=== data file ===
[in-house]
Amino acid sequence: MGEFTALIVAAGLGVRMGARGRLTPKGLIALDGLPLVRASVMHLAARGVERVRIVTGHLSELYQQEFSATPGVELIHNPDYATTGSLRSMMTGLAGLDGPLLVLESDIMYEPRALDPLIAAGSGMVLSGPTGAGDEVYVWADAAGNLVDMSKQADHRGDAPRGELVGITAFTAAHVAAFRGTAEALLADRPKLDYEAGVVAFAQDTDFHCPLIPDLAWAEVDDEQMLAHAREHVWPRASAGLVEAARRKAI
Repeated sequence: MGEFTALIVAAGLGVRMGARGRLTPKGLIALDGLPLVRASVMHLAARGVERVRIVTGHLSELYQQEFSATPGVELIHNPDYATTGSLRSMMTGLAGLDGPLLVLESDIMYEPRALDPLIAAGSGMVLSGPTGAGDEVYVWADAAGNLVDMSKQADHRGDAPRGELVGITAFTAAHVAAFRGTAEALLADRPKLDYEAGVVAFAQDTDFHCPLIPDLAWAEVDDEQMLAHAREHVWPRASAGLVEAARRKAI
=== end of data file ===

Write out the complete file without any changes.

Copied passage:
[in-house]
Amino acid sequence: MGEFTALIVAAGLGVRMGARGRLTPKGLIALDGLPLVRASVMHLAARGVERVRIVTGHLSELYQQEFSATPGVELIHNPDYATTGSLRSMMTGLAGLDGPLLVLESDIMYEPRALDPLIAAGSGMVLSGPTGAGDEVYVWADAAGNLVDMSKQADHRGDAPRGELVGITAFTAAHVAAFRGTAEALLADRPKLDYEAGVVAFAQDTDFHCPLIPDLAWAEVDDEQMLAHAREHVWPRASAGLVEAARRKAI
Repeated sequence: MGEFTALIVAAGLGVRMGARGRLTPKGLIALDGLPLVRASVMHLAARGVERVRIVTGHLSELYQQEFSATPGVELIHNPDYATTGSLRSMMTGLAGLDGPLLVLESDIMYEPRALDPLIAAGSGMVLSGPTGAGDEVYVWADAAGNLVDMSKQADHRGDAPRGELVGITAFTAAHVAAFRGTAEALLADRPKLDYEAGVVAFAQDTDFHCPLIPDLAWAEVDDEQMLAHAREHVWPRASAGLVEAARRKAI